Defeated, I headed toward the exit and the taxi line. As I walked I left another message with Lost & Found. Their message states at the front that they won't call you back unless they find your item. They also said they'd be open at 8am. The ticket counter opened at 6am. So there was nothing I could until morning. I thought, "It's 12:30 now, I'll get a few hours sleep, then wake up and start calling people." The taxi line at O'Hare was a mere 45 minute wait since there were so many delayed flights. I waited. There's an entire other story about the incompetent taxi line employees, but it really just ends in more of me waiting. I arrived at the Residence Inn near the airport, set three alarms for 5:50am and passed out, exhausted and deflated.
At 5:50 am, I finally gave up on getting any sleep since I couldn't stop tossing and turning. I got up and started calling the number I had been given. No answer until right at 6am. At 6am my angel, Yolanda, answered. Lukas was my hero, but he fell short of angel when he didn't put a note on my record about my passport which led to no one else believing my story. It took awhile to explain to Yolanda what had happened. She couldn't find any record of the passport in my flight record, but she did confirm I was booked on the flight out for today, routed through London-Heathrow since the direct to Dublin only runs every other day. She asked me a bunch of questions I couldn't answer, took my number and promised she start working on it and call me when she found anything. She said she'd give Lukas a few more hours sleep if we couldn't find it and call him at home. She was very sweet though and said "Feel free to call me every 30 minutes or so if you don't hear from me." She must be used to dealing with impatient people. :)
I phoned her back every so often and in the meantime make many phone calls to DFW and IAH trying to track my passport. When I did get to speak to a human they were all incredibly unhelpful. Around 9:30, I spoke to Yolanda and she said, "I just can't find it. I've talked to the flight attendant office and everyone else and no one has heard anything about it." I then asked her if she thought there was a good chance I would never see it again. She responded that there was a very good chance. My mind raced and thought through all the things I would have to do to get to Dublin now. Replace my passport. Okay, I'd call Rachel who is still close with the staff in the Congressional office she used to work in. They can get it expidited. I'd call my Aunt Maura in Chicago and stay with her until my new passport arrived. I'd go to Target and get something else to wear, especially underwear. My mind kept racing. I phoned Rachel, who was wondering how I like Dublin. I told her, I'd tell her when I got there, if I got there. I finally let the panic take over a 20 minutes telling Rachel what had happened. I got control of myself and started making more phone calls because I wasn't ready to give up yet.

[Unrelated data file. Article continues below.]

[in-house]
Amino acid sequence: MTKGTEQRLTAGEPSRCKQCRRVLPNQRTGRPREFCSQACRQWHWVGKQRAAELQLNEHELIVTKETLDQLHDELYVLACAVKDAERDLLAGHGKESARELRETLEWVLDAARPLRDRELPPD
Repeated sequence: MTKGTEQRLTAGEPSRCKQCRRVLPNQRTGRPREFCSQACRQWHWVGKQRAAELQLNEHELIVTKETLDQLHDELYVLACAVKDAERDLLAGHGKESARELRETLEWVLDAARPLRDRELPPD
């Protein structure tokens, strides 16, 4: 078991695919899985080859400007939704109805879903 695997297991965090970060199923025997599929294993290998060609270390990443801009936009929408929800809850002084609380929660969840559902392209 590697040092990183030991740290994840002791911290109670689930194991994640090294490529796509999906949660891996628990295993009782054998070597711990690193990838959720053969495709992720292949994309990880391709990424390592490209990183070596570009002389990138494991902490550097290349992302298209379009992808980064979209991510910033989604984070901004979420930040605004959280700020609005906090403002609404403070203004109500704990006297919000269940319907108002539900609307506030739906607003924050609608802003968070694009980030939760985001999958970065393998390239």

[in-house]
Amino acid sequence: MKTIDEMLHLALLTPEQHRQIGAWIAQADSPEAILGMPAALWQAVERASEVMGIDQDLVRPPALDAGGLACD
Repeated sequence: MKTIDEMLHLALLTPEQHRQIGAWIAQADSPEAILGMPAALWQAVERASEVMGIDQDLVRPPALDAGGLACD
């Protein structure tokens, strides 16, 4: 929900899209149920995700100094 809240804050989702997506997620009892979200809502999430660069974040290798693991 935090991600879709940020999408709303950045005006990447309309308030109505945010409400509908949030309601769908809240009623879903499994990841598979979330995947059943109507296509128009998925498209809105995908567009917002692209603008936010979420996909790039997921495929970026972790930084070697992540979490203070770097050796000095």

After more fruitless phone calls, my cell phone rang at just after 10am. It was Yolanda. She said, "I've found your passport. It's in Chicago." I said something that must have been funny because she laughed at me and said I was the luckiest person. I agreed and made plans to get to the airport immediately and regain possession of my passport. About 3 minutes later, I got a phone call from Lost & Found who said they were returning my call and they had my passport. I now felt confident with two independent groups saying they knew my passport was in Chicago. But I wanted it in my hands.
I phoned Rachel and let he know that the panic was over, showered, put on the same clothes as yesterday, and headed to the airport. The Lost & Found person asked, "How'd you miss it? It was in a huge box." Apparently the agent in Houston had put it in a giant box and sent it as checked luggage, not with the flight attendants. It had also only been marked with my name. So no one knew how to get it to me when it showed up on the baggage claim unmarked. She said I was the luckiest person. I agreed again.
The rest of my experience was typical airport fun. I landed in Heathrow exhausted. I was detained by immigration in London since I wasn't travelling with Richard who has the Irish work permit. They had me detained while they called the Irish government to see if it was okay to send me on. The Irish said, sure whatever. I landed and Dublin and finally made it home. It was only 27 hours after Richard had landed, but it seemd like much longer.
Thank you to Lukas and Yolanda. And a special thank you to the anonymous good samaritan in Houston who turned in my passport.
It's so good to be home.